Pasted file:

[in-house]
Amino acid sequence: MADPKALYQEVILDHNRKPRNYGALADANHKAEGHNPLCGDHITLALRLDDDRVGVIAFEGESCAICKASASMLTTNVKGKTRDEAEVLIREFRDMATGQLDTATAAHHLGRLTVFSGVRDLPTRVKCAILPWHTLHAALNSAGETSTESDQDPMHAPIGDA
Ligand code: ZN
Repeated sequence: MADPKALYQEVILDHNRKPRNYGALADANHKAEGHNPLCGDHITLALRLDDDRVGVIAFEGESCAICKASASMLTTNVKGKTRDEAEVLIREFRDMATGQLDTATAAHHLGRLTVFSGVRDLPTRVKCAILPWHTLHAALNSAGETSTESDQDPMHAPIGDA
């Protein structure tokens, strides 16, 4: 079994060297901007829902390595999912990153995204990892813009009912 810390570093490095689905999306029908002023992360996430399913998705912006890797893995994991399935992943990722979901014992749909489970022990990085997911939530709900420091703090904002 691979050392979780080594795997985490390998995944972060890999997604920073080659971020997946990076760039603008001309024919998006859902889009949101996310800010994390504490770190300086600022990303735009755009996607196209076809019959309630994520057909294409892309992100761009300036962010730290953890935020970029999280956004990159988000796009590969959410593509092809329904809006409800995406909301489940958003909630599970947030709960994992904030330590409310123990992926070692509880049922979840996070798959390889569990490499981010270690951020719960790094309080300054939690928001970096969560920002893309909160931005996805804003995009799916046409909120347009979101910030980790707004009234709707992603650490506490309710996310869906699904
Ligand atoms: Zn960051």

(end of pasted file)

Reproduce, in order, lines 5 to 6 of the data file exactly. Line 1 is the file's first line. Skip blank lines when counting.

């Protein structure tokens, strides 16, 4: 079994060297901007829902390595999912990153995204990892813009009912 810390570093490095689905999306029908002023992360996430399913998705912006890797893995994991399935992943990722979901014992749909489970022990990085997911939530709900420091703090904002 691979050392979780080594795997985490390998995944972060890999997604920073080659971020997946990076760039603008001309024919998006859902889009949101996310800010994390504490770190300086600022990303735009755009996607196209076809019959309630994520057909294409892309992100761009300036962010730290953890935020970029999280956004990159988000796009590969959410593509092809329904809006409800995406909301489940958003909630599970947030709960994992904030330590409310123990992926070692509880049922979840996070798959390889569990490499981010270690951020719960790094309080300054939690928001970096969560920002893309909160931005996805804003995009799916046409909120347009979101910030980790707004009234709707992603650490506490309710996310869906699904
Ligand atoms: Zn960051």